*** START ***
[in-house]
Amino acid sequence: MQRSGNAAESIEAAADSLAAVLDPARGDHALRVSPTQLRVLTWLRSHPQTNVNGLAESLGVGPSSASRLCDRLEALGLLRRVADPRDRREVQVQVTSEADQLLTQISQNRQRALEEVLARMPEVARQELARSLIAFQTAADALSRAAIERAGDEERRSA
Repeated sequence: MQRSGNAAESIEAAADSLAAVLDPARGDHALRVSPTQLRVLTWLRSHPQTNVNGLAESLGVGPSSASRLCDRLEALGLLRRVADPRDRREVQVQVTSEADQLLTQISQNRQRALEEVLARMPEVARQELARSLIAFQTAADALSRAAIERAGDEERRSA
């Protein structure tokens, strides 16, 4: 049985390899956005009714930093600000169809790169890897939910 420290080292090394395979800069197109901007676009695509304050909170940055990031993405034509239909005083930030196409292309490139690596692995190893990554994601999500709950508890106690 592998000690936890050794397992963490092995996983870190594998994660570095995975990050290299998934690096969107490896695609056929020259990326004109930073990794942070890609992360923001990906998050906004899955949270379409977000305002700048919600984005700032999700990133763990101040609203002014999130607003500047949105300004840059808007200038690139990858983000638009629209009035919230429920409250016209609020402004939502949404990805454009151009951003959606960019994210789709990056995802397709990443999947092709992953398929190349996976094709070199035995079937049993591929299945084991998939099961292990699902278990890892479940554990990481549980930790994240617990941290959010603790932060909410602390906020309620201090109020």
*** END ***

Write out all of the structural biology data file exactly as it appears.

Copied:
[in-house]
Amino acid sequence: MQRSGNAAESIEAAADSLAAVLDPARGDHALRVSPTQLRVLTWLRSHPQTNVNGLAESLGVGPSSASRLCDRLEALGLLRRVADPRDRREVQVQVTSEADQLLTQISQNRQRALEEVLARMPEVARQELARSLIAFQTAADALSRAAIERAGDEERRSA
Repeated sequence: MQRSGNAAESIEAAADSLAAVLDPARGDHALRVSPTQLRVLTWLRSHPQTNVNGLAESLGVGPSSASRLCDRLEALGLLRRVADPRDRREVQVQVTSEADQLLTQISQNRQRALEEVLARMPEVARQELARSLIAFQTAADALSRAAIERAGDEERRSA
């Protein structure tokens, strides 16, 4: 049985390899956005009714930093600000169809790169890897939910 420290080292090394395979800069197109901007676009695509304050909170940055990031993405034509239909005083930030196409292309490139690596692995190893990554994601999500709950508890106690 592998000690936890050794397992963490092995996983870190594998994660570095995975990050290299998934690096969107490896695609056929020259990326004109930073990794942070890609992360923001990906998050906004899955949270379409977000305002700048919600984005700032999700990133763990101040609203002014999130607003500047949105300004840059808007200038690139990858983000638009629209009035919230429920409250016209609020402004939502949404990805454009151009951003959606960019994210789709990056995802397709990443999947092709992953398929190349996976094709070199035995079937049993591929299945084991998939099961292990699902278990890892479940554990990481549980930790994240617990941290959010603790932060909410602390906020309620201090109020």